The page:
I returned yesterday from a visit to Brazil. The highlight of my experience was a visit to the largest Marian Shrine and third largest Catholic Church in the world, Aparecida. Dedicated to the National Patron Saint, Our Lady of the Immaculate Conception, Aparecida meaning “appeared”, the shrine celebrates the miraculous apparition in 1717 of a statue of Mary to poor fisherman in the Paraiba river which passes by the town. Today, the Sanctuary receives from 8 to 10 million pilgrims a year (Lourdes receives 4 million) and the original image can be seen in the Basilica. The Sanctuaries magazine has the widest circulation in Brazil second only to Veja (the Brazilian equivalent of Time Magazine). The building is massive, the numbers impressive, the reach extensive. A profound witness to the Catholic identity of Brazil. The images below speak for themselves.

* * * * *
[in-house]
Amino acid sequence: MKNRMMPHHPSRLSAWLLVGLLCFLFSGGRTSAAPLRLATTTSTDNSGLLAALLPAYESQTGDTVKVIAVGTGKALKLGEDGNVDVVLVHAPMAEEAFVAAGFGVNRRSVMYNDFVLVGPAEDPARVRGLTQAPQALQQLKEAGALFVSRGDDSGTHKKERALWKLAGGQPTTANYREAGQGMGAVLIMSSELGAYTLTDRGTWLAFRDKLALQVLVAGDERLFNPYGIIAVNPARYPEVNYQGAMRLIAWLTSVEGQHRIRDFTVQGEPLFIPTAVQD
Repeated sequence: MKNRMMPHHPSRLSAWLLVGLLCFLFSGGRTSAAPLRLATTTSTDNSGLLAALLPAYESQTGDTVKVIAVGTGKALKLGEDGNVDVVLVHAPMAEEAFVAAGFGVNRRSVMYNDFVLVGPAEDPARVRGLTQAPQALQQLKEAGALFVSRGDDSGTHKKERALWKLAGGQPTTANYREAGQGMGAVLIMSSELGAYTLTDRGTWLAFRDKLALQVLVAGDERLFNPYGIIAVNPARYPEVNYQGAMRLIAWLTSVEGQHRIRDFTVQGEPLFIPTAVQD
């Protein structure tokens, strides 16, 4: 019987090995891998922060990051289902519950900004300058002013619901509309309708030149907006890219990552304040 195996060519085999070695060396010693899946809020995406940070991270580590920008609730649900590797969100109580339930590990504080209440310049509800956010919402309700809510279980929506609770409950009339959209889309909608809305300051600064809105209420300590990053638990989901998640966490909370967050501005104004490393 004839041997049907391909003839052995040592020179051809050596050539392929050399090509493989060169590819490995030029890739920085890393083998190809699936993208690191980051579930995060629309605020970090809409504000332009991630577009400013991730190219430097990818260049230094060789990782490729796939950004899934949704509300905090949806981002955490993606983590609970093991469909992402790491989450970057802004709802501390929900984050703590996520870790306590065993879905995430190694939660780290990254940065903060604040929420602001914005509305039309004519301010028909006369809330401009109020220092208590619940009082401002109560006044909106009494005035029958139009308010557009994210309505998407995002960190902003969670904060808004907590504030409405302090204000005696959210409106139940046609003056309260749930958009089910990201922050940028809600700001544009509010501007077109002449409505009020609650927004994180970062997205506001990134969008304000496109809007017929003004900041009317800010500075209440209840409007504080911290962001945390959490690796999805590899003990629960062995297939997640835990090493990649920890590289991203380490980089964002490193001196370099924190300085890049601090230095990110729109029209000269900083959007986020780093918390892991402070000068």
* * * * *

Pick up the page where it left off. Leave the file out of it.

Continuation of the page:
Why I think this is relevant? In a recent informal lecture one of my professors said something about the proposal I made of reconciliation environmentalism as “OK, interesting, made sense but why did I have to include the God thing there?” It was a sincere question, in the lines of whether it was really necessary to include God since it made my point so much harder to accept. After having been for 2 months in the Peruvian high Andes, the “Peru profundo” sleeping on the floor, talking to locals in broken Spanish and Quechua, walking up remote valleys and participating in everyday culture, the reality of God became so obvious to me: I was caught by surprise. As I casually proposed my complete belief in God I was as shocked to hear the complete disbelief. As the environmental debate tries to embrace global perspectives, I think the secular mindset will find itself increasingly challenged by the presence of God as a reality in the vast majority of Third World countries’ life and culture.